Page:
Austin police receive more than 370 calls about suspicious packages after deadly bombings

PHOTO: An FBI vehicle is parked on a street where a package bomb exploded the day before, in Austin, Texas, March 13, 2018. In the span of 10 days in Austin, two people have been killed.PlayTamir Kalifa/The New York Times
WATCH Authorities offer reward in Austin bombings investigation

Austin, Texas, residents have taken police warnings to heart, phoning in hundreds of times about suspicious packages in the wake of this month’s deadly bombings in the city.

Interested in Austin Explosions?

Add Austin Explosions as an interest to stay up to date on the latest Austin Explosions news, video, and analysis from ABC News.
Add Interest

There have been more than 370 suspicious package calls as of 8:30 a.m. today, since the first explosion on March 2, according to police.

The calls followed three package bombs that detonated at different residences in the city, killing two and injuring two others.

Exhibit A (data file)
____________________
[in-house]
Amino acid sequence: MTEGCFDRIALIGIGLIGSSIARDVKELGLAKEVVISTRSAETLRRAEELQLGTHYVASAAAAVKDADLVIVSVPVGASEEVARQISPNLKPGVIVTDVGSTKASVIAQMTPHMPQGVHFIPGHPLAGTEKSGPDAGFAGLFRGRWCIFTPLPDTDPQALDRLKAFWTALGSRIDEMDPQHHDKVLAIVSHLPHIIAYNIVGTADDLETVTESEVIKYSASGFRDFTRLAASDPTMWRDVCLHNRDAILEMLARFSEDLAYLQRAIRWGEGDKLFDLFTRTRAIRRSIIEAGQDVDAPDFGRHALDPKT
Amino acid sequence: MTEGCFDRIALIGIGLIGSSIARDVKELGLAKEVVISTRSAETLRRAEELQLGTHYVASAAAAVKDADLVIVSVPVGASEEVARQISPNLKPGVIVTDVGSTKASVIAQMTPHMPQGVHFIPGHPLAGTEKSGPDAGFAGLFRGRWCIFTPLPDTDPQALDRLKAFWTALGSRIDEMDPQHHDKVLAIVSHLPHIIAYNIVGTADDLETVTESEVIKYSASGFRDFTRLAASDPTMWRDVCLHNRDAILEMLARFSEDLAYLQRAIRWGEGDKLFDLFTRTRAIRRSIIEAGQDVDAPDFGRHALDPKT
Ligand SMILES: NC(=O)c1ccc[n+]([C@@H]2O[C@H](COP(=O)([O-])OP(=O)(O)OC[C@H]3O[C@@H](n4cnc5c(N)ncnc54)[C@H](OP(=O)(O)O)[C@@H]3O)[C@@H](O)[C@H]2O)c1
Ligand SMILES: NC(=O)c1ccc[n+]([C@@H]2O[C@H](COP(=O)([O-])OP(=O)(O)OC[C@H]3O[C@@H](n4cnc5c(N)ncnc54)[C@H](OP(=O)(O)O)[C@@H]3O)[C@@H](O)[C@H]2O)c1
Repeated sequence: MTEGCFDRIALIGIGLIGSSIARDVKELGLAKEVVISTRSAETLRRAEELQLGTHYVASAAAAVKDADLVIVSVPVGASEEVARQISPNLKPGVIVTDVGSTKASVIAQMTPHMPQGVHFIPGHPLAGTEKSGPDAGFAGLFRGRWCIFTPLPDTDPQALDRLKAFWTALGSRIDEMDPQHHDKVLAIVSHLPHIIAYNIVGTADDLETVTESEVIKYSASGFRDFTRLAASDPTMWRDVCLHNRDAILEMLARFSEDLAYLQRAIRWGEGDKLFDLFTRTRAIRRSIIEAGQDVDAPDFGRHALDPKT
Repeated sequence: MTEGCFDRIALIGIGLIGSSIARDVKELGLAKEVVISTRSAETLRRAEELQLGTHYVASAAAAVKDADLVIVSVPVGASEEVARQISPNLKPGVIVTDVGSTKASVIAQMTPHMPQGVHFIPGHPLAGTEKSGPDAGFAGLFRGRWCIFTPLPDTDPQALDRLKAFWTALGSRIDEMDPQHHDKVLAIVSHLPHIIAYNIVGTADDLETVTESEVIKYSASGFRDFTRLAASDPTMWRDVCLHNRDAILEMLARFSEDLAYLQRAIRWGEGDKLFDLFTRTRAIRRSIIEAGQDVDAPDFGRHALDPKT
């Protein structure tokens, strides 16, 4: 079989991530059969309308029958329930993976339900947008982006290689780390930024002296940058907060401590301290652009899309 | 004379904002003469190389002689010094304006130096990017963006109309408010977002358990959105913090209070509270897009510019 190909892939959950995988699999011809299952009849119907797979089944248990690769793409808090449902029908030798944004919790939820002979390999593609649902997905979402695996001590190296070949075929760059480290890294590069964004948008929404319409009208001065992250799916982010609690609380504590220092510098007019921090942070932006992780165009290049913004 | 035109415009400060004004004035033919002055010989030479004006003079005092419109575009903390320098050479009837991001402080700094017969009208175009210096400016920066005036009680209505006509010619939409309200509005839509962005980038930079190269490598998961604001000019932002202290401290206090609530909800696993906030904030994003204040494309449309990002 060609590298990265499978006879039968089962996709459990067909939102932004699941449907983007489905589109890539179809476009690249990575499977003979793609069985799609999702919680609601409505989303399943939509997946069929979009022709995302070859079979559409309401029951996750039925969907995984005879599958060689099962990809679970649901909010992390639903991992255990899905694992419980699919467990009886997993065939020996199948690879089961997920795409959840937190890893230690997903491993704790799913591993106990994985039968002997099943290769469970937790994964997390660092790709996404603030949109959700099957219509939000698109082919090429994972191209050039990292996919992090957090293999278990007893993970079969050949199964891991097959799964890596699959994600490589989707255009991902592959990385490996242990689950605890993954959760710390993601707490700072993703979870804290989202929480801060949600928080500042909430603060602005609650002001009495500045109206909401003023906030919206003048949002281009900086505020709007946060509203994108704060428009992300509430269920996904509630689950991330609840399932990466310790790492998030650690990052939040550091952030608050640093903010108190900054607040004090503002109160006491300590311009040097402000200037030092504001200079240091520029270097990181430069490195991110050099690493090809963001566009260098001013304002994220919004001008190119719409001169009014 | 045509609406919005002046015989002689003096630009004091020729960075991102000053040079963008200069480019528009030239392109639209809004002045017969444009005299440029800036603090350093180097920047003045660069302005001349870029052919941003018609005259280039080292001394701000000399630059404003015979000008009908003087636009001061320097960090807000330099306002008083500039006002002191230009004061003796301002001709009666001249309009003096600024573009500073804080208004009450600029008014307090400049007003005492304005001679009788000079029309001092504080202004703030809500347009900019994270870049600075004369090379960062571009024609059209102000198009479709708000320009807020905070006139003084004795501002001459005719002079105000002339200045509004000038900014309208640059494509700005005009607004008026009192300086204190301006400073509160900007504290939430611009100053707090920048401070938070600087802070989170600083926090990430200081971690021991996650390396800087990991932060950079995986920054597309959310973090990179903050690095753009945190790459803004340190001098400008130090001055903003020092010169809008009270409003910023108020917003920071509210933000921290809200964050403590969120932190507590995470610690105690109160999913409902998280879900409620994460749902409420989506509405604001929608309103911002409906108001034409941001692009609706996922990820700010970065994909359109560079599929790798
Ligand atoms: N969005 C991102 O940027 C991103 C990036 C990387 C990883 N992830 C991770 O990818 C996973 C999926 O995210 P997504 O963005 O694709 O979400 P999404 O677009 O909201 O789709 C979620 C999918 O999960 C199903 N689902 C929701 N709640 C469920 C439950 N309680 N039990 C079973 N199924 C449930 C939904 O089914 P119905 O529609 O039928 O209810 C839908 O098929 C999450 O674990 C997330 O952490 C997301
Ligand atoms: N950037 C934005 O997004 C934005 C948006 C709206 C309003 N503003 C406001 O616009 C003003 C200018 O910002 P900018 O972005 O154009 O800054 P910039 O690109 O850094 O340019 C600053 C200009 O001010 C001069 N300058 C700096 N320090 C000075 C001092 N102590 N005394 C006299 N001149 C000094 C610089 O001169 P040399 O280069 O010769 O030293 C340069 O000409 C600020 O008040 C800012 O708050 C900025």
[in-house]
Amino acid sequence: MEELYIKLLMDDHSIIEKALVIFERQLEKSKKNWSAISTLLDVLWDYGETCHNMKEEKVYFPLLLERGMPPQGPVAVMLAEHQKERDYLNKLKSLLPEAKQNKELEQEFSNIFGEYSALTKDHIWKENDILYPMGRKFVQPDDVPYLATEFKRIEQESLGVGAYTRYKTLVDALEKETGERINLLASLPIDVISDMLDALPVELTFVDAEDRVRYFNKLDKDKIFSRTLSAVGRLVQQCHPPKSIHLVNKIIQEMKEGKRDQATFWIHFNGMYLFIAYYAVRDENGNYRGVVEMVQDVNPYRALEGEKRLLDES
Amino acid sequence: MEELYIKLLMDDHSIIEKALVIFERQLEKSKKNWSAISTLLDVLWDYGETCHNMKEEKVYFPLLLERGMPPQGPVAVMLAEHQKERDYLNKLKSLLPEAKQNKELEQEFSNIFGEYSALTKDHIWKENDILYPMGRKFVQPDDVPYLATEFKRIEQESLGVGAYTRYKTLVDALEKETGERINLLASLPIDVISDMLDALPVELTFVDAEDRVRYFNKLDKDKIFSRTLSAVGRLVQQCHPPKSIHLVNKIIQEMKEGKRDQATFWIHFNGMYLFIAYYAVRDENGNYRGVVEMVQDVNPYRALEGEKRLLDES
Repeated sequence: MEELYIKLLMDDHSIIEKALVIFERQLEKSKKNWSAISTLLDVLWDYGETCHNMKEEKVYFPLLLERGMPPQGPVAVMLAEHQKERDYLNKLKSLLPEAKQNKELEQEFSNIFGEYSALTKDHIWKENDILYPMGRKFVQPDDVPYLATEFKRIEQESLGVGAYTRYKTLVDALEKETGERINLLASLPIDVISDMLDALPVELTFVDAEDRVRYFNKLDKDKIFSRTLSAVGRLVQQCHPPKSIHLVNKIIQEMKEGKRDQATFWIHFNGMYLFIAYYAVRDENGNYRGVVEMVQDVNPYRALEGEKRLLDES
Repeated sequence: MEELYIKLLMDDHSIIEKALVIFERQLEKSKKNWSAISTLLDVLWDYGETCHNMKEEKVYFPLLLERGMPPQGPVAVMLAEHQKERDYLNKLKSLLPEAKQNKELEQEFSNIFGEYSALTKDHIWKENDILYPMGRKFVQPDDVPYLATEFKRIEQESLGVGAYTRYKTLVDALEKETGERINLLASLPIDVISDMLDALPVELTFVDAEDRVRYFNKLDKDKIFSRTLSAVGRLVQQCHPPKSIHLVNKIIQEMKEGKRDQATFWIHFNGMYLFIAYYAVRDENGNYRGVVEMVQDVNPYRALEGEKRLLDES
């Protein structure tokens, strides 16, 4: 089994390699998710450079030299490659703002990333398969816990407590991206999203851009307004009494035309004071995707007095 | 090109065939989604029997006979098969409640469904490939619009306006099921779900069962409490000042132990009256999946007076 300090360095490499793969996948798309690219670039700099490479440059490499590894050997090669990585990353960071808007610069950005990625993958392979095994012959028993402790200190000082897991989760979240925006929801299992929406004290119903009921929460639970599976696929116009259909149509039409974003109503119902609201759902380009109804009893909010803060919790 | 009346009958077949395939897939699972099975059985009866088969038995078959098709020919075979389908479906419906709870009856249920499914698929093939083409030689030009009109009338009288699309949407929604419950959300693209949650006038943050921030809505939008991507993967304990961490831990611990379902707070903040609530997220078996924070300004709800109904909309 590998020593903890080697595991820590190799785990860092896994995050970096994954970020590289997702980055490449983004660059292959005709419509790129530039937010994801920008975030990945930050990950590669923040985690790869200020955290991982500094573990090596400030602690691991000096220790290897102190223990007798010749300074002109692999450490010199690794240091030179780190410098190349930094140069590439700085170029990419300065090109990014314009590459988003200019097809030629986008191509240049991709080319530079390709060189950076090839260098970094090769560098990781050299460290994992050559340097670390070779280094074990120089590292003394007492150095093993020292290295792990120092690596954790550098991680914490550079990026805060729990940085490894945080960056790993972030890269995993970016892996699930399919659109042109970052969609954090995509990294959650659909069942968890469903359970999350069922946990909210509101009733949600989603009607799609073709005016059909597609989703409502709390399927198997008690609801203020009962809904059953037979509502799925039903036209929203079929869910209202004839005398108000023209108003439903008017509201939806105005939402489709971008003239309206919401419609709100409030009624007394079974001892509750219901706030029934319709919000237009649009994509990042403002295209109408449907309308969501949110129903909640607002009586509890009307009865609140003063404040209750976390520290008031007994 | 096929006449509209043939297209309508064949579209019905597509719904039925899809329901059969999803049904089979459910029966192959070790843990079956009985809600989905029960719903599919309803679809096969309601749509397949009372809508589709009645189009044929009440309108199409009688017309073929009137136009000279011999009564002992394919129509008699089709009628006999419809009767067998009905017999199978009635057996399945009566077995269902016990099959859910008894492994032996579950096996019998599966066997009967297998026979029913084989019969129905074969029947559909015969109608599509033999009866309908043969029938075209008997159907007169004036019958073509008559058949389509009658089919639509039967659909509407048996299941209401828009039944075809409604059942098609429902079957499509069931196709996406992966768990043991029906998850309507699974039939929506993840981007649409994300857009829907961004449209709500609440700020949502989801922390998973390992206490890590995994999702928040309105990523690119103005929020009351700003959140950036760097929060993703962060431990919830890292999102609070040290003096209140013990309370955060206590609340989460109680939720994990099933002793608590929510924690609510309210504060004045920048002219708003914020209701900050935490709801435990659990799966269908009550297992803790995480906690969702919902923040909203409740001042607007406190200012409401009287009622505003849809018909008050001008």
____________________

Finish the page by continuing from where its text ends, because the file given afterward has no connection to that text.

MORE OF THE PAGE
The three bombings took place 11 days apart -- March 2 and then two this Monday -- but police have said that they believe they’re related.

Authorities have advised residents to exert caution and call authorities if they see any unexpected or suspicious packages near their homes.

Police said they had received 265 calls Tuesday afternoon, followed by an additional 108 calls between then and this morning.

PHOTO: Law enforcement personnel including FBI agents are seen near a home where a parcel bomb exploded in Austin, Texas. Authorities are continuing their investigation, March 13, 2018. Jon Herskovitz/Reuters
Law enforcement personnel including FBI agents are seen near a home where a parcel bomb exploded in Austin, Texas. Authorities are continuing their investigation, March 13, 2018.

Federal and local investigators have been working nonstop to find the suspect or suspects, Austin Police Chief Brian Manley told ABC News.

"We are definitely dealing with a suspect or suspects who has some level of skill in making these types of devices," Manley said Tuesday.

"The fact they have not only been able to build these bombs, but then travel with them to the target location without them exploding either during construction or during deployment, shows that they do have a certain level of sophistication and they know what they are doing," he said.

Comments